This past year has been catastrophic for the New York Times. Advertising dropped off a cliff. The stock sank by 60 percent, and by fall, the paper had been rated a junk investment, announced plans to mortgage its new building, slashed dividends, and, as of last week, was printing ads on the front page. So dire had the situation become, observers began to entertain thoughts about whether the enterprise might dissolve entirely–Michael Hirschorn just published a piece in TheAtlantic imagining an end date of (gulp) May. As this bad news crashed down, the jackals of Times hatred–right-wing ideologues and new-media hecklers alike–ate it up, finding confirmation of what they’d said all along: that the paper was a dinosaur, incapable of change, maddeningly assured as it sank beneath the weight of its own false authority.
And yet, even as the financial pages wrote the paper’s obit, deep within that fancy Renzo Piano palace across from the Port Authority, something hopeful has been going on: a kind of evolution. Each day, peculiar wings and gills poke up on the Times’ website–video, audio, “drillable” graphics. Beneath Nicholas Kristof’s op-ed column, there’s a link to his blog, Twitter feed, Facebook page, and YouTube videos. Coverage of Gaza features a time line linking to earlier reporting, video coverage, and an encyclopedic entry on Hamas. Throughout the election, glittering interactive maps let readers plumb voting results. There were 360-degree panoramas of the Democratic convention; audio “back story” with reporters like Adam Nagourney; searchable video of the debates. It was a radical reinvention of the Times voice, shattering the omniscient God-tones in which the paper had always grounded its coverage; the new features tugged the reader closer through comments and interactivity, rendering the relationship between reporter and audience more intimate, immediate, exposed.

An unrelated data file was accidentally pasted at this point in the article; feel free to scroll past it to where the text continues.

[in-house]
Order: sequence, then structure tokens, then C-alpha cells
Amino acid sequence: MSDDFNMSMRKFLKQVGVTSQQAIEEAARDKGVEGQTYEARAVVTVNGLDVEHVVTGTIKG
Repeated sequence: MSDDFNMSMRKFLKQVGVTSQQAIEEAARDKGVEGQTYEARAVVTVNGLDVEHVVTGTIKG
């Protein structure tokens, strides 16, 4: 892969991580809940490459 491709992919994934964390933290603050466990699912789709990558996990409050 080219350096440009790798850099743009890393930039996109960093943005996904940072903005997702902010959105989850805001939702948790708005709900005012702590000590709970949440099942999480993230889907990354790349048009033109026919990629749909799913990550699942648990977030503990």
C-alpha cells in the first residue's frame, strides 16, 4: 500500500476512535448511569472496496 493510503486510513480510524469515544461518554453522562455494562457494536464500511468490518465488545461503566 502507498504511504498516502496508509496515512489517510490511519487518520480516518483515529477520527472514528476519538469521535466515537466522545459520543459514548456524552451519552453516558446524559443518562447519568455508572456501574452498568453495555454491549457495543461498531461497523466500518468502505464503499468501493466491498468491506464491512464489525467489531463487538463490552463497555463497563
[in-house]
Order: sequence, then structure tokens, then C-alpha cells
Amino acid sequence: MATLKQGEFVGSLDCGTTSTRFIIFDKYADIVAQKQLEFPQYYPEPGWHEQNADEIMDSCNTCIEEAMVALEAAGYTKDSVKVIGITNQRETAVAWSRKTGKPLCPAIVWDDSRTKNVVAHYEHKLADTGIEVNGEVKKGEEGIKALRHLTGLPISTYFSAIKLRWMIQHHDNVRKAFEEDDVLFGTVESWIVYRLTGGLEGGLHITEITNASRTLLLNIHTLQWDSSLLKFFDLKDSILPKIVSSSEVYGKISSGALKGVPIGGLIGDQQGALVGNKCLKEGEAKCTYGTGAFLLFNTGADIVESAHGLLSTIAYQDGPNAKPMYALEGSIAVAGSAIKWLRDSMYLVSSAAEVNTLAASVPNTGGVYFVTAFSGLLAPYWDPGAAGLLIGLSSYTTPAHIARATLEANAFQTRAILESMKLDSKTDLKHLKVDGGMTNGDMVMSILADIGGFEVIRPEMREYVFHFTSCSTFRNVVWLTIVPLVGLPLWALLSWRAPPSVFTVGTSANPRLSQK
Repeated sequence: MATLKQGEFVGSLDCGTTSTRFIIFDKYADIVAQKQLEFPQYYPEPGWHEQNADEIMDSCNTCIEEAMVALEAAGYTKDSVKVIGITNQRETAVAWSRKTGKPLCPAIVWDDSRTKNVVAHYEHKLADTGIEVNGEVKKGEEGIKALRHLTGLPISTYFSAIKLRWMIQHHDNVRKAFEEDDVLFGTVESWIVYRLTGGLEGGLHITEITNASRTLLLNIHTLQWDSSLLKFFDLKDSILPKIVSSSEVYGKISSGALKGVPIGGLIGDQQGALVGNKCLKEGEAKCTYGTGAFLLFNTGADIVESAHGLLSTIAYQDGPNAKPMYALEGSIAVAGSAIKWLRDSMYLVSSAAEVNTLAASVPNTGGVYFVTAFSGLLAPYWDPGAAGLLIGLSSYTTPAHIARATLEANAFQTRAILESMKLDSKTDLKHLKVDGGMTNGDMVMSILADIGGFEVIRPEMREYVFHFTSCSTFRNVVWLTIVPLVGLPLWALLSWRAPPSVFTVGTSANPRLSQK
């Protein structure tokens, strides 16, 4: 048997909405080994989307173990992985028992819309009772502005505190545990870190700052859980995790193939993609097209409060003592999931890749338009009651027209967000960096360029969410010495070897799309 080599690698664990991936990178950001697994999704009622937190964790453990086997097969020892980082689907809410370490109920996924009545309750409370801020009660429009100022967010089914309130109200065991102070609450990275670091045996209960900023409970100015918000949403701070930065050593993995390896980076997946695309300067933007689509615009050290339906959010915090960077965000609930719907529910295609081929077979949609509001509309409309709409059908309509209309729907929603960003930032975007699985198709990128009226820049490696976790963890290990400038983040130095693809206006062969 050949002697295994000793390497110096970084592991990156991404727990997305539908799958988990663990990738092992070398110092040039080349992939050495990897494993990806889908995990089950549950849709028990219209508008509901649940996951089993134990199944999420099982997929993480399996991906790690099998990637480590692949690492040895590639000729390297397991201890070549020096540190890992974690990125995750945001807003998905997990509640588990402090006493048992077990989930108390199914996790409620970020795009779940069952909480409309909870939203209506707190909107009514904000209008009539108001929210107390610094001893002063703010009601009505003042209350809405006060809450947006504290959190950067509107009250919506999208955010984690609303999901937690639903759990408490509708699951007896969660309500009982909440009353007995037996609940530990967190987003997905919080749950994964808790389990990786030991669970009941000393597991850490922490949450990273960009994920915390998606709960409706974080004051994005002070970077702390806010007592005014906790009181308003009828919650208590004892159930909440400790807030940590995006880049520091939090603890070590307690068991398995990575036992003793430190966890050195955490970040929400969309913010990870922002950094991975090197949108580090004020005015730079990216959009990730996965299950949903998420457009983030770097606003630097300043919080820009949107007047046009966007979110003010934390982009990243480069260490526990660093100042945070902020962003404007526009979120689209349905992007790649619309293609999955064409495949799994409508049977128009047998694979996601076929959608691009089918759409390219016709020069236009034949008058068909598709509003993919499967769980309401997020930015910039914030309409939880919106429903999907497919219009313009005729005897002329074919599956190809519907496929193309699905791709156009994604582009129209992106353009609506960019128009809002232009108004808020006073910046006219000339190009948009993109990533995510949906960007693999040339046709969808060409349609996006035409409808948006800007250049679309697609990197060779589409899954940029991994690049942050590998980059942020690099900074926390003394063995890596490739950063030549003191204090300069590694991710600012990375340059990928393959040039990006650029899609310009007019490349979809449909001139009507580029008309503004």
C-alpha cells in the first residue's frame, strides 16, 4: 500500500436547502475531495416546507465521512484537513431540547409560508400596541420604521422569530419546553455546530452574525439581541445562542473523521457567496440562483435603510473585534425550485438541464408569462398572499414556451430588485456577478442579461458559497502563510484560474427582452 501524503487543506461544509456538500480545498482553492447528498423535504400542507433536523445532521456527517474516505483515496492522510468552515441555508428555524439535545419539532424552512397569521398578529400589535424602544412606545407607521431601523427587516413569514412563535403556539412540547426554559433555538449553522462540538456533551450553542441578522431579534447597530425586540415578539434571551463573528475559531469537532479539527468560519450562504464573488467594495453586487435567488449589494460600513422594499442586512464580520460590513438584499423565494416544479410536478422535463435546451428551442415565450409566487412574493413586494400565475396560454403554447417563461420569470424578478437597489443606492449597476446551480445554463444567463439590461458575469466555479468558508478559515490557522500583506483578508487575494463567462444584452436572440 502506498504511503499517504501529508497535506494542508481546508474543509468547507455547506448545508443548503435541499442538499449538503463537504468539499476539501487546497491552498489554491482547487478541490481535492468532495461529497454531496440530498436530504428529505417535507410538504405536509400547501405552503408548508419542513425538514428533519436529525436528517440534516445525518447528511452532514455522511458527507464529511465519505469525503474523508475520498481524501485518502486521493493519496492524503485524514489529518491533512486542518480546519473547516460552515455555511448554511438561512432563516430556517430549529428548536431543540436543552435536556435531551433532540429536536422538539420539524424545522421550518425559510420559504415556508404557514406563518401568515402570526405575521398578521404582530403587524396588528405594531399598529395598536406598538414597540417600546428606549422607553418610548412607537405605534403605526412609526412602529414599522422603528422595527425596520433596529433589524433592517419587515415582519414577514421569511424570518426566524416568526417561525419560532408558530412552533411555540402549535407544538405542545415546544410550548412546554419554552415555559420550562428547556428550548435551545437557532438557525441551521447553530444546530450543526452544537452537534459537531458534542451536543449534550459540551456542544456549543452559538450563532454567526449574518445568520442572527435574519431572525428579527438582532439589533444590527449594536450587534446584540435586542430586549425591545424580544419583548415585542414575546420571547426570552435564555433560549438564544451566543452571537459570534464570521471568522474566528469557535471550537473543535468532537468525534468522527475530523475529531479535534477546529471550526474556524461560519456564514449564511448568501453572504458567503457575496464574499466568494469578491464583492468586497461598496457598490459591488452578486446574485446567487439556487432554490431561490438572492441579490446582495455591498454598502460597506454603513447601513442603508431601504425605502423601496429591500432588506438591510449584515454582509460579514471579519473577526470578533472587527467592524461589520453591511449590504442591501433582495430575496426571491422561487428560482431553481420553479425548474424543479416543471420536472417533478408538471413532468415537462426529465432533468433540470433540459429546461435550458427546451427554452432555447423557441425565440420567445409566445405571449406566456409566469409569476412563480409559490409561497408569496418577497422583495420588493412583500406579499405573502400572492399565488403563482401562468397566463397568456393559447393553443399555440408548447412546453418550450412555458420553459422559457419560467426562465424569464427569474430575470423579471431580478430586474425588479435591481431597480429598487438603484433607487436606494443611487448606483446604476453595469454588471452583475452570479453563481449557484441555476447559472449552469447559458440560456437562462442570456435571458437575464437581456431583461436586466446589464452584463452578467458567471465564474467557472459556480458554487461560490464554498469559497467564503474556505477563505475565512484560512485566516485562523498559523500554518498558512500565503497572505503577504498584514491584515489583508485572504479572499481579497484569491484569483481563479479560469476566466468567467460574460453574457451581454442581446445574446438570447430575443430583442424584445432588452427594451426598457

Half the battle, in Bilton’s experience, is fighting older readers’ nostalgia, which to him is a kind of blindness. “ ’I like the way paper feels,’ ”
he scoffs. “To the next generation, that doesn’t mean anything. You
know, if we were all reading Kindles, and someone began raving about
this new technology, the ‘book’–here’s something you can’t share, can’t
search, that only holds 500 pages–no one would be interested.
“Print is just a device. The New York Times
is not just a newspaper, it’s a news organization.” For those who
believe these changes are gimmicks, he has no patience: “This isn’t a
storm! This isn’t something that’s going to pass! It’s the ice age.
People aren’t going to suddenly open their eyes and we’re back in
print.” — Emily Nussbaum, New York